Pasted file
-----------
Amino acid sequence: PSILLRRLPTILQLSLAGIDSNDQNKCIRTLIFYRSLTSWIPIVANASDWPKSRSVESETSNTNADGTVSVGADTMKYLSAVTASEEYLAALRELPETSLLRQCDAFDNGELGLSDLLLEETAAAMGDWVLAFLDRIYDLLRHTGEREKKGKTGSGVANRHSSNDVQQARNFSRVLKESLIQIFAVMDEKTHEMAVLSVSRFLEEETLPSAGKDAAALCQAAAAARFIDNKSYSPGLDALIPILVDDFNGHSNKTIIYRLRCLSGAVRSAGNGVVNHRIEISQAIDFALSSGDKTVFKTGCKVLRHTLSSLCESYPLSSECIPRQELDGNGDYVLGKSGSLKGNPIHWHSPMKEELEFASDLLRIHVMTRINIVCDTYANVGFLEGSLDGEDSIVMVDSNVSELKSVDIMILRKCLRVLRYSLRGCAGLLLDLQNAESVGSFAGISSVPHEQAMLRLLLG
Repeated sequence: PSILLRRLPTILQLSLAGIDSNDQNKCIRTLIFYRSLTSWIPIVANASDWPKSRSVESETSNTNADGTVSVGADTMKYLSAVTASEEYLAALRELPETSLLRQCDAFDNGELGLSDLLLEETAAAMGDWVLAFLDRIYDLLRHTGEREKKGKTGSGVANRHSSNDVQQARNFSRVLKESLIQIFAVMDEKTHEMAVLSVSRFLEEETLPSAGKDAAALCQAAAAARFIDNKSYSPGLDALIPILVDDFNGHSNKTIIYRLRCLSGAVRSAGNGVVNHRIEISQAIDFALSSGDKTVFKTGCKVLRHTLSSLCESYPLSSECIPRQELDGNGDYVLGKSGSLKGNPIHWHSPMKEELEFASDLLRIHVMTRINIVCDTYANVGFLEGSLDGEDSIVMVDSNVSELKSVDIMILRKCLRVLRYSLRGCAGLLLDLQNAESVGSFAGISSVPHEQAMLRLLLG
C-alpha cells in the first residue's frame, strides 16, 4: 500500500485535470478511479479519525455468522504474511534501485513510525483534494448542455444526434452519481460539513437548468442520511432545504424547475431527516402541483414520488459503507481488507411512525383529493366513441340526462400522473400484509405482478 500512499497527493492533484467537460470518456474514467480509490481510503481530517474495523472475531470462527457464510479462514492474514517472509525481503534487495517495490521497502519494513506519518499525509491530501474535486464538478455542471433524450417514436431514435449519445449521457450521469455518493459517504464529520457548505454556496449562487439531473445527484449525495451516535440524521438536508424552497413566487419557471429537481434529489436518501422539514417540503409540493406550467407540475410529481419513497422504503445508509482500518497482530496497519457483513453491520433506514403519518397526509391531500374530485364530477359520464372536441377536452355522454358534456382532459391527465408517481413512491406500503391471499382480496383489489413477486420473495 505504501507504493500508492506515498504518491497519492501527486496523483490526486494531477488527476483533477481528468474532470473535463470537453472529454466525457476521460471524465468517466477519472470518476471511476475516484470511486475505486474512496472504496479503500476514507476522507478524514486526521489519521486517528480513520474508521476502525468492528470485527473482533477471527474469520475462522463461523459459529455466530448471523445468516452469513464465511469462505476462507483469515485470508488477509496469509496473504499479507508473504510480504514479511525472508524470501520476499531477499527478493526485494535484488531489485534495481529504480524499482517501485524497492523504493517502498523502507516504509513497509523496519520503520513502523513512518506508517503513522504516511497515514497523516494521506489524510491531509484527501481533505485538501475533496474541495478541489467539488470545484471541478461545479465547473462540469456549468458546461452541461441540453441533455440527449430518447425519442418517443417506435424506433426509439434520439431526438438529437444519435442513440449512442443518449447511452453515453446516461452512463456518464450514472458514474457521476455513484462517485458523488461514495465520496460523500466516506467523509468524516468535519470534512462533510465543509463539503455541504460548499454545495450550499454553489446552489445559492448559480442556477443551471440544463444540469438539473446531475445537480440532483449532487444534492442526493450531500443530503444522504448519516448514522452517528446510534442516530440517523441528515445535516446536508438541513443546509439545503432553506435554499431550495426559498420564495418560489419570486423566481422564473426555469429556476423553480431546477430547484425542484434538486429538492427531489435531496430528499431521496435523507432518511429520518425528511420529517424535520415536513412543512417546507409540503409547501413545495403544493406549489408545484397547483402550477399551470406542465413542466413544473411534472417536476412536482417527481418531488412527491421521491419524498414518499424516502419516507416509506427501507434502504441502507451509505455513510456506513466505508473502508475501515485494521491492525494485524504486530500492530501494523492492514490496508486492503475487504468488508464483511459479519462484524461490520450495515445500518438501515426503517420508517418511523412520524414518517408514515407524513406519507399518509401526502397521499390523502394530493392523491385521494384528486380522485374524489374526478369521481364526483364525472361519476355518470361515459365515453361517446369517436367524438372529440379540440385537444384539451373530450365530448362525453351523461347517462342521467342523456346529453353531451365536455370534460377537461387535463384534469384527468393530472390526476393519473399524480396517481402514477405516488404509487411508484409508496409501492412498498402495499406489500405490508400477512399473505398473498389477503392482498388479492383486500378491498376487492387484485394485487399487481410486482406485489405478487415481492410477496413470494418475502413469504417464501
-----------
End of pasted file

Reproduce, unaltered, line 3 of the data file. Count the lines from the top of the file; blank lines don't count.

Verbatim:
C-alpha cells in the first residue's frame, strides 16, 4: 500500500485535470478511479479519525455468522504474511534501485513510525483534494448542455444526434452519481460539513437548468442520511432545504424547475431527516402541483414520488459503507481488507411512525383529493366513441340526462400522473400484509405482478 500512499497527493492533484467537460470518456474514467480509490481510503481530517474495523472475531470462527457464510479462514492474514517472509525481503534487495517495490521497502519494513506519518499525509491530501474535486464538478455542471433524450417514436431514435449519445449521457450521469455518493459517504464529520457548505454556496449562487439531473445527484449525495451516535440524521438536508424552497413566487419557471429537481434529489436518501422539514417540503409540493406550467407540475410529481419513497422504503445508509482500518497482530496497519457483513453491520433506514403519518397526509391531500374530485364530477359520464372536441377536452355522454358534456382532459391527465408517481413512491406500503391471499382480496383489489413477486420473495 505504501507504493500508492506515498504518491497519492501527486496523483490526486494531477488527476483533477481528468474532470473535463470537453472529454466525457476521460471524465468517466477519472470518476471511476475516484470511486475505486474512496472504496479503500476514507476522507478524514486526521489519521486517528480513520474508521476502525468492528470485527473482533477471527474469520475462522463461523459459529455466530448471523445468516452469513464465511469462505476462507483469515485470508488477509496469509496473504499479507508473504510480504514479511525472508524470501520476499531477499527478493526485494535484488531489485534495481529504480524499482517501485524497492523504493517502498523502507516504509513497509523496519520503520513502523513512518506508517503513522504516511497515514497523516494521506489524510491531509484527501481533505485538501475533496474541495478541489467539488470545484471541478461545479465547473462540469456549468458546461452541461441540453441533455440527449430518447425519442418517443417506435424506433426509439434520439431526438438529437444519435442513440449512442443518449447511452453515453446516461452512463456518464450514472458514474457521476455513484462517485458523488461514495465520496460523500466516506467523509468524516468535519470534512462533510465543509463539503455541504460548499454545495450550499454553489446552489445559492448559480442556477443551471440544463444540469438539473446531475445537480440532483449532487444534492442526493450531500443530503444522504448519516448514522452517528446510534442516530440517523441528515445535516446536508438541513443546509439545503432553506435554499431550495426559498420564495418560489419570486423566481422564473426555469429556476423553480431546477430547484425542484434538486429538492427531489435531496430528499431521496435523507432518511429520518425528511420529517424535520415536513412543512417546507409540503409547501413545495403544493406549489408545484397547483402550477399551470406542465413542466413544473411534472417536476412536482417527481418531488412527491421521491419524498414518499424516502419516507416509506427501507434502504441502507451509505455513510456506513466505508473502508475501515485494521491492525494485524504486530500492530501494523492492514490496508486492503475487504468488508464483511459479519462484524461490520450495515445500518438501515426503517420508517418511523412520524414518517408514515407524513406519507399518509401526502397521499390523502394530493392523491385521494384528486380522485374524489374526478369521481364526483364525472361519476355518470361515459365515453361517446369517436367524438372529440379540440385537444384539451373530450365530448362525453351523461347517462342521467342523456346529453353531451365536455370534460377537461387535463384534469384527468393530472390526476393519473399524480396517481402514477405516488404509487411508484409508496409501492412498498402495499406489500405490508400477512399473505398473498389477503392482498388479492383486500378491498376487492387484485394485487399487481410486482406485489405478487415481492410477496413470494418475502413469504417464501